business news in context, analysis with attitude

Marketing Daily reports that “simple” is becoming the catchword of the moment, both in terms of ingredients and marketing approach.

According to the story, “More than half (56%) of food/beverage product categories in the U.S. showed decreases in the average number of ingredients per product between 2008 and 2009, with an average ingredients decrease across categories of 2.4%, according to Mintel International CPG trend insight directors Lynn Dornblaser and David Jago, who detailed the simplicity trend during the recent IFT 2010 annual meeting and food expo.

“This is a response to consumers increasingly shifting their nutritional health/wellness focus toward ‘natural,’ ‘real’ and additive-free foods -- meaning those offering inherent goodness, freshness, wholesomeness and balanced nutrition, they pointed out. These days, a ‘simple’ message is often perceived more positively than didactic or vague ‘good for you/healthy’ messaging.”’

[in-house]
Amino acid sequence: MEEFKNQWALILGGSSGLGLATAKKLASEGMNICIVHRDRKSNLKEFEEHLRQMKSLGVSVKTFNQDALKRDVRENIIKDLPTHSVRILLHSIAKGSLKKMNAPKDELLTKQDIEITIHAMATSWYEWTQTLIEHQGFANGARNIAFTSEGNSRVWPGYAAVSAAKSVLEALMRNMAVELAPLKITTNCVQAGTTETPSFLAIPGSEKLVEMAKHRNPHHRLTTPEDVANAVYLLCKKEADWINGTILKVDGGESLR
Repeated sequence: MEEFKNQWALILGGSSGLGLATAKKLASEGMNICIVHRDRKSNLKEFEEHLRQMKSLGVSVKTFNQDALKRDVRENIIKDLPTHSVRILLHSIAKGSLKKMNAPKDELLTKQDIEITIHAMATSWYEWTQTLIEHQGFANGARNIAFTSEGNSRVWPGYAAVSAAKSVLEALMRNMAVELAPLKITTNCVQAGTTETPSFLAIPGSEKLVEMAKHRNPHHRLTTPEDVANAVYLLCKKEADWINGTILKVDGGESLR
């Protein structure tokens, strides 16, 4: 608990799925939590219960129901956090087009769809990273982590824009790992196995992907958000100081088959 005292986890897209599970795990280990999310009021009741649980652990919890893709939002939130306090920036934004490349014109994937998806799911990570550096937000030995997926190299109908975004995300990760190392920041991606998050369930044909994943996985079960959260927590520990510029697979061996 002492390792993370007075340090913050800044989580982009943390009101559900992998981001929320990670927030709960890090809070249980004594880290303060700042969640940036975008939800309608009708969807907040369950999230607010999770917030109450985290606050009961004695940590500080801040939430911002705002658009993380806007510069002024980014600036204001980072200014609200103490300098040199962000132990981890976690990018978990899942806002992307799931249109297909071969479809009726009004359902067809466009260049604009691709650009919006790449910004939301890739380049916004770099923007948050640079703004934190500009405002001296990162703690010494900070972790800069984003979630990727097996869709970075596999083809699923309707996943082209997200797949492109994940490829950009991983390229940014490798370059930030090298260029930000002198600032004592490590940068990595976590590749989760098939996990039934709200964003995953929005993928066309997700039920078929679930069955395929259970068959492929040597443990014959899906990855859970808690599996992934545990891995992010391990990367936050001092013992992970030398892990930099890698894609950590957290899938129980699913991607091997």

KC's View:
In a lot of ways, I have to wonder if simplicity always would have been preferred by the consuming public, while marketers have simply ignored this fact in their desire to stress complicated benefits and even occasionally obfuscate reality. In other words, marketers often find it is easier to dazzle folks with a complex tap dance than be transparent with simple realities.

The current trend may be a response to the fact that consumers have eroding confidence in a wide range of institutions...and so simplicity is engaged as a sales tool because marketers believe that it will create the reassurance of transparency and earn back some confidence.

Of course, if the pendulum seems to swing the other way, look for many marketers to jump off the simplicity horse as fast as they got on it. Because in the end, for a lot of people, this really has nothing to do with accuracy and transparency, and has everything to do with making the sale.